How to Win

Wednesday, June 18, 2014 » community

Allow me to share with you a personal experience.

It’s early summer, 1996. I am 16 years old, discovering muscles I never thought existed, holding a heavy baritone bugle in front of my body for interminable lengths of time. Every day, all day, I spend practicing with my corps, refining our field show for this year’s season. My fellow drum corps friends surround me as we perform our drills, practice our steps, and perfect our music under a hot blue sky.

During breaks we gossip about our corps, and about the competition. We talk about how everyone’s shows are shaping up, speculating on who will rock the DCI finals at the end of the summer. As the season progresses, two junior drum and bugle corps begin to stand out.

Everyone is talking about the Blue Devils and the Phantom Regiment.

The Blue Devils are based in Concord, CA. To date, they have won more championships than any other DCI corps. The Blue Devils' center snare is nicknamed “Jesus” because he never makes a mistake! They have a massive, tiered organization. Many of their musicians move out to California in late spring to practice and take private lessons in advance of the regular season.

The Phantom Regiment hails from Rockford, Illinois. They have yet to win a single DCI championship. And things are not looking promising this year, either. In fact, the Phantom Regiment has not been placing particularly well in the early-season competitions. The critics deride the Regiment’s “boring” show, which eschews the flashy Broadway-esque style favored by many DCI corps over the past few seasons.

Lessons Learned from the Phantom Regiment Drum and Bugle Corps.

But lately, we start to hear how the Phantom Regiment is placing higher and higher in competitions across the country, even taking first in some cases.

Now, when people talk about the Phantom Regiment, they use words like “exciting”, “powerful” and “precise”. The corps is building a fervent fan base with a back-to-basics show that is—somehow—incredibly refreshing.

Finally, at the end of the summer, when the Blue Devils and the Phantom Regiment meet in Florida for the DCI 1996 World Championships, they finish their individual shows to thunderous applause. It is clear to all of us that we have just seen something extraordinary.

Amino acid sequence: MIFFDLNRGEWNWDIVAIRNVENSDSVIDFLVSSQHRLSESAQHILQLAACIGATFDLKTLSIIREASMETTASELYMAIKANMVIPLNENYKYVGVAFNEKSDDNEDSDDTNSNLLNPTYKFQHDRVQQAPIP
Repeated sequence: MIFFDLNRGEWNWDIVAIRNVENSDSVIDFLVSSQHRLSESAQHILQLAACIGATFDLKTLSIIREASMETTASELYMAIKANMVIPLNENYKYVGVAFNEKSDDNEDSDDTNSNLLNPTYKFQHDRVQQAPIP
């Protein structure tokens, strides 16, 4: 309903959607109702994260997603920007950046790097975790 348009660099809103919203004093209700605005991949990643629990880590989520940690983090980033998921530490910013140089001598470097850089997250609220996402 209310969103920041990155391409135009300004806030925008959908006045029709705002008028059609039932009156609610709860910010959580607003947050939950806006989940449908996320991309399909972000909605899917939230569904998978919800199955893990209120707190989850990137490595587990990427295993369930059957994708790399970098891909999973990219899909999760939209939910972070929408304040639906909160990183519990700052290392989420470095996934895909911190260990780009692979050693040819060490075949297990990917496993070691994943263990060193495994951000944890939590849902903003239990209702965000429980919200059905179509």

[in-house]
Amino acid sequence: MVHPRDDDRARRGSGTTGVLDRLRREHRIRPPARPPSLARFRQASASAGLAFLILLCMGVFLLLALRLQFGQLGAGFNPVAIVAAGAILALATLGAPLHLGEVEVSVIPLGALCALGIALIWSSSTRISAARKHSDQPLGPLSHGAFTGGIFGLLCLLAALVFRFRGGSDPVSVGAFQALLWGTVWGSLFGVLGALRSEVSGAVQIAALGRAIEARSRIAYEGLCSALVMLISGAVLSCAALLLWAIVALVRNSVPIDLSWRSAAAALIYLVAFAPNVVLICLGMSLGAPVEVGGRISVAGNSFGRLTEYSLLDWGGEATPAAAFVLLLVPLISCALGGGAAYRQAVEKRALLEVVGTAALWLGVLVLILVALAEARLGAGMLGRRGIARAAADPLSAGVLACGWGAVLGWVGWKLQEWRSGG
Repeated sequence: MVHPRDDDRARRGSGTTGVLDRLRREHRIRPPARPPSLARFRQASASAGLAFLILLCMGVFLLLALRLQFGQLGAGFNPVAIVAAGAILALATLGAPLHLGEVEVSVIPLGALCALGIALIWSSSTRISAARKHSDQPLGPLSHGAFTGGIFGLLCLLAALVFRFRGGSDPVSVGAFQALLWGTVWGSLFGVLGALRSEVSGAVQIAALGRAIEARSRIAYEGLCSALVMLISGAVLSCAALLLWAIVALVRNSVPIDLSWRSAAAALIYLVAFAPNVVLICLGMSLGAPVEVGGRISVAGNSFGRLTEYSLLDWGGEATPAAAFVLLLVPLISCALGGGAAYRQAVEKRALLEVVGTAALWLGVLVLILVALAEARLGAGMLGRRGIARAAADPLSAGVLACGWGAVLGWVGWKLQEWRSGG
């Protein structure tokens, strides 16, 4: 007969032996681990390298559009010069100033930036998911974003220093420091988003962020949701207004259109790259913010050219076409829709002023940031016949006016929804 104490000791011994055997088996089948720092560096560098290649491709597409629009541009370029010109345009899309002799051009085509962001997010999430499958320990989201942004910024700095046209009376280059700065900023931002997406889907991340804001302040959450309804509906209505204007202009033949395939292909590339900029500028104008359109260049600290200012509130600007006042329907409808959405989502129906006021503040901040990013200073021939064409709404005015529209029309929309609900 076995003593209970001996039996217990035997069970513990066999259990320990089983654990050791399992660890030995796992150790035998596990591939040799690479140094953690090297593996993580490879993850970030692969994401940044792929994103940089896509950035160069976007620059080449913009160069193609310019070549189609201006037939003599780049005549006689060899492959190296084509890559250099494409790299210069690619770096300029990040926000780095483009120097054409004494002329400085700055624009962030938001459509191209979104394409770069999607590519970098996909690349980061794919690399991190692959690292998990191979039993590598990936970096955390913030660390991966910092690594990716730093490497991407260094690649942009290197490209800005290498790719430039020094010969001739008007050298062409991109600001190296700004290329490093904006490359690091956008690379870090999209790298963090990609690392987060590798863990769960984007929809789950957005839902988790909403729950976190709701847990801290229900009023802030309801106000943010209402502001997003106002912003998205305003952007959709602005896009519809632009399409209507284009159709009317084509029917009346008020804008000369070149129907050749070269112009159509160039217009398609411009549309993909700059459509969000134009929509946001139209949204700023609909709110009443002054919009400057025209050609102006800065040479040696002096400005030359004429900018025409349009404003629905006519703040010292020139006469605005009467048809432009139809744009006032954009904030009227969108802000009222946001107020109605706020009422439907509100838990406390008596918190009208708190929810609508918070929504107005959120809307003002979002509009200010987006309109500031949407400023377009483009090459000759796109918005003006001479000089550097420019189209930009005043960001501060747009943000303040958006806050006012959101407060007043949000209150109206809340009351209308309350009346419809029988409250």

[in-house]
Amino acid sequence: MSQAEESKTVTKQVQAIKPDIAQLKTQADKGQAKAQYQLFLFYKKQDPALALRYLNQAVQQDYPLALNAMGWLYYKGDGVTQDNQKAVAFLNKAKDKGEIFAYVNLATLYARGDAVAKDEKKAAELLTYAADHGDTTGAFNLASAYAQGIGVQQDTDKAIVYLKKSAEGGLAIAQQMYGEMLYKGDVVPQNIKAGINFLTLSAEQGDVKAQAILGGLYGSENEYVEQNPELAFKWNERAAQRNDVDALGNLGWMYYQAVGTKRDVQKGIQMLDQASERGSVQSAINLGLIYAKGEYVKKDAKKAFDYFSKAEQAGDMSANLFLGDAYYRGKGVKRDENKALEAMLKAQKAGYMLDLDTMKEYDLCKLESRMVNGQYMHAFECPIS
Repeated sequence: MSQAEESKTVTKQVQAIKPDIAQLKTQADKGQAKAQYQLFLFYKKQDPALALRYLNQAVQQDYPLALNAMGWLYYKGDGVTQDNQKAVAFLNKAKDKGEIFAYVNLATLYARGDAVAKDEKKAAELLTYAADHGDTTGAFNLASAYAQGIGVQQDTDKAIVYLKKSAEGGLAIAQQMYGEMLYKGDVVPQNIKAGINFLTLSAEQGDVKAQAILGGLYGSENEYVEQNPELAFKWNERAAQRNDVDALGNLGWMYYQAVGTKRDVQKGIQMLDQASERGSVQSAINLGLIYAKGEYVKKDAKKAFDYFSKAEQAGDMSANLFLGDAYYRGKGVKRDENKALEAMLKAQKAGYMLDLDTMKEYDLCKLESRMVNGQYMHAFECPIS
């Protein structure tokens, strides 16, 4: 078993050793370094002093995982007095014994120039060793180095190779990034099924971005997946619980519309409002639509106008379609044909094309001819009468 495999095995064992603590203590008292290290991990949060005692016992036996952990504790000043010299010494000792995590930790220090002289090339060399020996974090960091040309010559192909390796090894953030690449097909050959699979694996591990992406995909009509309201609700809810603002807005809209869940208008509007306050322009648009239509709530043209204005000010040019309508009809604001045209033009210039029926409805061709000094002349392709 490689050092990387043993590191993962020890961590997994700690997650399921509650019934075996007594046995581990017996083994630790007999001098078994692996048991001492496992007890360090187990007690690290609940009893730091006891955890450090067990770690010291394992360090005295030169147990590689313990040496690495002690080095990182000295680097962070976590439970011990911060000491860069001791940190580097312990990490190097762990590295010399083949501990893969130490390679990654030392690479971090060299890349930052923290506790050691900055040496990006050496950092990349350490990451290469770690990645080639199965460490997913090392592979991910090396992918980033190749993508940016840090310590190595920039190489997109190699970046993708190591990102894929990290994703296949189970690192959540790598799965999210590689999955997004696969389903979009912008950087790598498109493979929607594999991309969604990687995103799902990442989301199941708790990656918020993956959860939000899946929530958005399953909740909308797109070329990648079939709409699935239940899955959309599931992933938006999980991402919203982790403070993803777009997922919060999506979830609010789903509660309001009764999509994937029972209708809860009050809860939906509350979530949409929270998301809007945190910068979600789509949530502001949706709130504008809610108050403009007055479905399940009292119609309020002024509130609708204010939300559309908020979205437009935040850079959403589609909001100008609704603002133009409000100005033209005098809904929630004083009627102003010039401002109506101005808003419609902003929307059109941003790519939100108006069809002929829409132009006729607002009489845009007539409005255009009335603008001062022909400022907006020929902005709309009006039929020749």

At the end of the competition, all of the finalists take the field to await the judge’s decision. Starting with 12th place, as each corps' score is announced, the tension slowly builds… we are now waiting to hear who will be this year’s DCI World Champion…

In fourth place with a final score of 93.8…the Cavaliers!

In third place with a score of 96.9…the Cadets of Bergen County!

Then, a pause… There are only two corps left. The crowd begins to buzz with speculation. Who will take second? Who has won the championship? And then the announcement comes…

“Ladies and gentlemen, with a score of 97.4, for the first time in DCI history, we have a tie between the Blue Devils and the Phantom Regiment!”

The crowd goes absolutely insane.

In 1996 the Phantom Regiment won against all odds. You can too:

  1. Set Audacious Goals. Don’t settle for mediocrity. Dream big.
  2. Es Sprit de Corps. Don’t underestimate the importance of creating a positive, constructive culture. A culture where every individual’s contribution is valued. A culture of friendship, respect, and accountability.
  3. Obsess Over the Basics. When you are the underdog, your only chance of winning is to become obsessed with the basics. Prioritize quality over quantity; substance over flash.
  4. Create Your Own Fans. There is more than one way to win. Decide who you’re playing for, and then create something that blows them away. Play for your fans, not your competition.